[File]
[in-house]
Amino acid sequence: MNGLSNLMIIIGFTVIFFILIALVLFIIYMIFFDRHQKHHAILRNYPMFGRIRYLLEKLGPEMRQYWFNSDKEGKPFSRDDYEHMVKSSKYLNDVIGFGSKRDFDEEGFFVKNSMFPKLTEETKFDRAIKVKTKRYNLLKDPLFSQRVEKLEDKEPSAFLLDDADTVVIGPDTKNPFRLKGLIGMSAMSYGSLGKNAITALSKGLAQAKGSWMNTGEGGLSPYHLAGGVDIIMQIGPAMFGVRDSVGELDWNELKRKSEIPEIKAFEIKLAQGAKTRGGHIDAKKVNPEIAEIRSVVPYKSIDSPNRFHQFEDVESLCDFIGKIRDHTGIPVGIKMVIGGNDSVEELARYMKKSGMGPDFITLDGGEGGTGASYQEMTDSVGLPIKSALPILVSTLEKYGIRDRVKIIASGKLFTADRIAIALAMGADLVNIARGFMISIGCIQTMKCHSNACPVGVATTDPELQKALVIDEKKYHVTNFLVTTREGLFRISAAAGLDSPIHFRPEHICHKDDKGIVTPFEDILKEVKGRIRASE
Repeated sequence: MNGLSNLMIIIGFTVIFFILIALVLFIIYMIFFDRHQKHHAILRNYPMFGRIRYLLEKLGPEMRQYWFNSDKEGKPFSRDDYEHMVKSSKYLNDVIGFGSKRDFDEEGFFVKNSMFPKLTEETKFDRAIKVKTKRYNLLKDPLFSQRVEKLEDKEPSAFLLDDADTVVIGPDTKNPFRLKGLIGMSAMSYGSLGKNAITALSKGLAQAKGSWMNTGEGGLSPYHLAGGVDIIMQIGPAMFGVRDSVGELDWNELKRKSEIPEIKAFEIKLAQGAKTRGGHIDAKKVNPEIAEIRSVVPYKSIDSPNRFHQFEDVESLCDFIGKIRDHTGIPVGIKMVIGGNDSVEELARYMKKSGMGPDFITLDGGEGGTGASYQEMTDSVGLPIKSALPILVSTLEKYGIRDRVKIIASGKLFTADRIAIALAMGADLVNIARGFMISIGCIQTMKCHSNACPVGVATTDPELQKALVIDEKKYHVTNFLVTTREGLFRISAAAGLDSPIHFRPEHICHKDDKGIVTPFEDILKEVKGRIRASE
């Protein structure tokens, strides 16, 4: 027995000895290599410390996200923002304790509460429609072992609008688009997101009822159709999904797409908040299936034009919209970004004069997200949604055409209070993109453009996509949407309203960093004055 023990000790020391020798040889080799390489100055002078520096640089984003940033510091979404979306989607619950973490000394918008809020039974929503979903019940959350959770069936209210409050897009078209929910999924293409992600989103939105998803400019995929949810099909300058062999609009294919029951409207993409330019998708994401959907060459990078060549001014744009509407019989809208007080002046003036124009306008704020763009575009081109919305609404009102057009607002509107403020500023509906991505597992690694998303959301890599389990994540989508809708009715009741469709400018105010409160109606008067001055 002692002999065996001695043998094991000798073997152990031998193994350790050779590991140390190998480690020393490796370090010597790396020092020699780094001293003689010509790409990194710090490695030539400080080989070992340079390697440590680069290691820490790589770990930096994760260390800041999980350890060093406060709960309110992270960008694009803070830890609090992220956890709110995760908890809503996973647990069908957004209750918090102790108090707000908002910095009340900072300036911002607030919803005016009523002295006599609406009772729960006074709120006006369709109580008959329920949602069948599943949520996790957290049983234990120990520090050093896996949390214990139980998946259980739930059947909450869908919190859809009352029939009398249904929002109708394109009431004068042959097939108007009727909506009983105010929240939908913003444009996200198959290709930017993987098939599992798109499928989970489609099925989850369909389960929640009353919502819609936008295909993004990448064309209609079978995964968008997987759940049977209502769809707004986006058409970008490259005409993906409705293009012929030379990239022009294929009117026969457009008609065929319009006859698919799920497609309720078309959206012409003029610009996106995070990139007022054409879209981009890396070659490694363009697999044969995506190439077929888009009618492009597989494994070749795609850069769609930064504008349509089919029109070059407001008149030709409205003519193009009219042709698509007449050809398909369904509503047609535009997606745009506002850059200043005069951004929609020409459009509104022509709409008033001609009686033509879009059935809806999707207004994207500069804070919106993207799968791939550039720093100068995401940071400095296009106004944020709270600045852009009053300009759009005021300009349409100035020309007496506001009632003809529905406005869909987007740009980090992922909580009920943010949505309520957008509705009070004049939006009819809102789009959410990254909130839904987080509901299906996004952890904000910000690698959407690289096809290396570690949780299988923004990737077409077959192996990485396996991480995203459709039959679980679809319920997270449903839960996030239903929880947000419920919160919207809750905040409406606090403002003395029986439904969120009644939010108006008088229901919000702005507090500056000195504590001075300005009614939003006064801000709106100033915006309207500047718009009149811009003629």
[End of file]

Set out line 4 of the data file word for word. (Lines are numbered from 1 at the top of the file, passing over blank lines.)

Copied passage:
């Protein structure tokens, strides 16, 4: 027995000895290599410390996200923002304790509460429609072992609008688009997101009822159709999904797409908040299936034009919209970004004069997200949604055409209070993109453009996509949407309203960093004055 023990000790020391020798040889080799390489100055002078520096640089984003940033510091979404979306989607619950973490000394918008809020039974929503979903019940959350959770069936209210409050897009078209929910999924293409992600989103939105998803400019995929949810099909300058062999609009294919029951409207993409330019998708994401959907060459990078060549001014744009509407019989809208007080002046003036124009306008704020763009575009081109919305609404009102057009607002509107403020500023509906991505597992690694998303959301890599389990994540989508809708009715009741469709400018105010409160109606008067001055 002692002999065996001695043998094991000798073997152990031998193994350790050779590991140390190998480690020393490796370090010597790396020092020699780094001293003689010509790409990194710090490695030539400080080989070992340079390697440590680069290691820490790589770990930096994760260390800041999980350890060093406060709960309110992270960008694009803070830890609090992220956890709110995760908890809503996973647990069908957004209750918090102790108090707000908002910095009340900072300036911002607030919803005016009523002295006599609406009772729960006074709120006006369709109580008959329920949602069948599943949520996790957290049983234990120990520090050093896996949390214990139980998946259980739930059947909450869908919190859809009352029939009398249904929002109708394109009431004068042959097939108007009727909506009983105010929240939908913003444009996200198959290709930017993987098939599992798109499928989970489609099925989850369909389960929640009353919502819609936008295909993004990448064309209609079978995964968008997987759940049977209502769809707004986006058409970008490259005409993906409705293009012929030379990239022009294929009117026969457009008609065929319009006859698919799920497609309720078309959206012409003029610009996106995070990139007022054409879209981009890396070659490694363009697999044969995506190439077929888009009618492009597989494994070749795609850069769609930064504008349509089919029109070059407001008149030709409205003519193009009219042709698509007449050809398909369904509503047609535009997606745009506002850059200043005069951004929609020409459009509104022509709409008033001609009686033509879009059935809806999707207004994207500069804070919106993207799968791939550039720093100068995401940071400095296009106004944020709270600045852009009053300009759009005021300009349409100035020309007496506001009632003809529905406005869909987007740009980090992922909580009920943010949505309520957008509705009070004049939006009819809102789009959410990254909130839904987080509901299906996004952890904000910000690698959407690289096809290396570690949780299988923004990737077409077959192996990485396996991480995203459709039959679980679809319920997270449903839960996030239903929880947000419920919160919207809750905040409406606090403002003395029986439904969120009644939010108006008088229901919000702005507090500056000195504590001075300005009614939003006064801000709106100033915006309207500047718009009149811009003629």